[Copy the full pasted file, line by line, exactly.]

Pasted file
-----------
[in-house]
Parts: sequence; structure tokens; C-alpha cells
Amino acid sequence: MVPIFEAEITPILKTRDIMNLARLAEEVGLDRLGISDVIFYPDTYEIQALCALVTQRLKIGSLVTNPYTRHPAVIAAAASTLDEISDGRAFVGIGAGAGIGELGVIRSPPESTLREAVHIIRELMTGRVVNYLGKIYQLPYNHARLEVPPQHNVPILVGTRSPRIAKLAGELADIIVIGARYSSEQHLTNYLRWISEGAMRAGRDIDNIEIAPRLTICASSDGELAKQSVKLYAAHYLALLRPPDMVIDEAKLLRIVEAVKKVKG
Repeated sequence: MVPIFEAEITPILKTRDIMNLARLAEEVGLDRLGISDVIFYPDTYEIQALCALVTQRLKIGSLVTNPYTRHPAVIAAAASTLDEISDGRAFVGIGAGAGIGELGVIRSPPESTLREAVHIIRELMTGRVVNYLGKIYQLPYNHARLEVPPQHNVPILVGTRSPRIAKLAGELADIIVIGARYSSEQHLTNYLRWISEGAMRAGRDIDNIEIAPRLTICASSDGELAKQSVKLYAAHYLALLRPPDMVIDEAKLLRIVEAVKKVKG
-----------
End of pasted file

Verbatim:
[in-house]
Parts: sequence; structure tokens; C-alpha cells
Amino acid sequence: MVPIFEAEITPILKTRDIMNLARLAEEVGLDRLGISDVIFYPDTYEIQALCALVTQRLKIGSLVTNPYTRHPAVIAAAASTLDEISDGRAFVGIGAGAGIGELGVIRSPPESTLREAVHIIRELMTGRVVNYLGKIYQLPYNHARLEVPPQHNVPILVGTRSPRIAKLAGELADIIVIGARYSSEQHLTNYLRWISEGAMRAGRDIDNIEIAPRLTICASSDGELAKQSVKLYAAHYLALLRPPDMVIDEAKLLRIVEAVKKVKG
Repeated sequence: MVPIFEAEITPILKTRDIMNLARLAEEVGLDRLGISDVIFYPDTYEIQALCALVTQRLKIGSLVTNPYTRHPAVIAAAASTLDEISDGRAFVGIGAGAGIGELGVIRSPPESTLREAVHIIRELMTGRVVNYLGKIYQLPYNHARLEVPPQHNVPILVGTRSPRIAKLAGELADIIVIGARYSSEQHLTNYLRWISEGAMRAGRDIDNIEIAPRLTICASSDGELAKQSVKLYAAHYLALLRPPDMVIDEAKLLRIVEAVKKVKG